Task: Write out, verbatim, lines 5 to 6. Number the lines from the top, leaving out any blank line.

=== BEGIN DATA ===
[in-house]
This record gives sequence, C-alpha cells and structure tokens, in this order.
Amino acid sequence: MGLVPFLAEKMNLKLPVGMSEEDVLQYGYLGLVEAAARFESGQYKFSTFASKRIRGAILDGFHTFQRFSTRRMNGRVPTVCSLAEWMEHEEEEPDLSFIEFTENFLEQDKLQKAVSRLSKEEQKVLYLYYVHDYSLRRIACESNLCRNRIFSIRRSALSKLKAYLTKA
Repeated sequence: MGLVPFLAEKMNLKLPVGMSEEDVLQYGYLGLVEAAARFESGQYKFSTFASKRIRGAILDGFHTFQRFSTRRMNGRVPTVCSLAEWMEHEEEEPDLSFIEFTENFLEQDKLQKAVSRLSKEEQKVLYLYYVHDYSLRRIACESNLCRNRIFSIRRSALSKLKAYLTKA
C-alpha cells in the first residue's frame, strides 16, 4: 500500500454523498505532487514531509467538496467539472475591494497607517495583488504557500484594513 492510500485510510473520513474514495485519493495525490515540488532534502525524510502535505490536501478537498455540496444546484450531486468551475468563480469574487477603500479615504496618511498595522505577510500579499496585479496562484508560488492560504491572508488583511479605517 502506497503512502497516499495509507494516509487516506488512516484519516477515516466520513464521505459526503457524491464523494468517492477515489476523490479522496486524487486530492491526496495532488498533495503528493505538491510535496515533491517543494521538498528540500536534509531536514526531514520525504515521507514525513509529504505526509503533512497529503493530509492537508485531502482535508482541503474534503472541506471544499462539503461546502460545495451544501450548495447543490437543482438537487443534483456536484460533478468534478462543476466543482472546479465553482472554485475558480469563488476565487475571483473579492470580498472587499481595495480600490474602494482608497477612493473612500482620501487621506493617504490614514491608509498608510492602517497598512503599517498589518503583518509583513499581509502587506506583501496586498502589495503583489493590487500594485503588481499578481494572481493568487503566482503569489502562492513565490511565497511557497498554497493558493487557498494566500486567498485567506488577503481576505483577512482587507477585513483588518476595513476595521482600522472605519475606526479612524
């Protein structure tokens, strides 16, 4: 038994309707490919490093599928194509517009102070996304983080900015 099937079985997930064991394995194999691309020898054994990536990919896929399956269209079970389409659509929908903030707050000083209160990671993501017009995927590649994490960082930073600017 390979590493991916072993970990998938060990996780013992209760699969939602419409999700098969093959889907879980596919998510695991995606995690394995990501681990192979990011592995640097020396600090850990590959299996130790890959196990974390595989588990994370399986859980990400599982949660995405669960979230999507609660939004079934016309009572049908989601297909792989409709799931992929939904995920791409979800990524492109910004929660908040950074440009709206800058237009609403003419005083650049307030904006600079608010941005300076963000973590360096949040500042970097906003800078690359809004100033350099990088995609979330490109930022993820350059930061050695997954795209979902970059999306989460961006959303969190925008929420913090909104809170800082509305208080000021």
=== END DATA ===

C-alpha cells in the first residue's frame, strides 16, 4: 500500500454523498505532487514531509467538496467539472475591494497607517495583488504557500484594513 492510500485510510473520513474514495485519493495525490515540488532534502525524510502535505490536501478537498455540496444546484450531486468551475468563480469574487477603500479615504496618511498595522505577510500579499496585479496562484508560488492560504491572508488583511479605517 502506497503512502497516499495509507494516509487516506488512516484519516477515516466520513464521505459526503457524491464523494468517492477515489476523490479522496486524487486530492491526496495532488498533495503528493505538491510535496515533491517543494521538498528540500536534509531536514526531514520525504515521507514525513509529504505526509503533512497529503493530509492537508485531502482535508482541503474534503472541506471544499462539503461546502460545495451544501450548495447543490437543482438537487443534483456536484460533478468534478462543476466543482472546479465553482472554485475558480469563488476565487475571483473579492470580498472587499481595495480600490474602494482608497477612493473612500482620501487621506493617504490614514491608509498608510492602517497598512503599517498589518503583518509583513499581509502587506506583501496586498502589495503583489493590487500594485503588481499578481494572481493568487503566482503569489502562492513565490511565497511557497498554497493558493487557498494566500486567498485567506488577503481576505483577512482587507477585513483588518476595513476595521482600522472605519475606526479612524
């Protein structure tokens, strides 16, 4: 038994309707490919490093599928194509517009102070996304983080900015 099937079985997930064991394995194999691309020898054994990536990919896929399956269209079970389409659509929908903030707050000083209160990671993501017009995927590649994490960082930073600017 390979590493991916072993970990998938060990996780013992209760699969939602419409999700098969093959889907879980596919998510695991995606995690394995990501681990192979990011592995640097020396600090850990590959299996130790890959196990974390595989588990994370399986859980990400599982949660995405669960979230999507609660939004079934016309009572049908989601297909792989409709799931992929939904995920791409979800990524492109910004929660908040950074440009709206800058237009609403003419005083650049307030904006600079608010941005300076963000973590360096949040500042970097906003800078690359809004100033350099990088995609979330490109930022993820350059930061050695997954795209979902970059999306989460961006959303969190925008929420913090909104809170800082509305208080000021």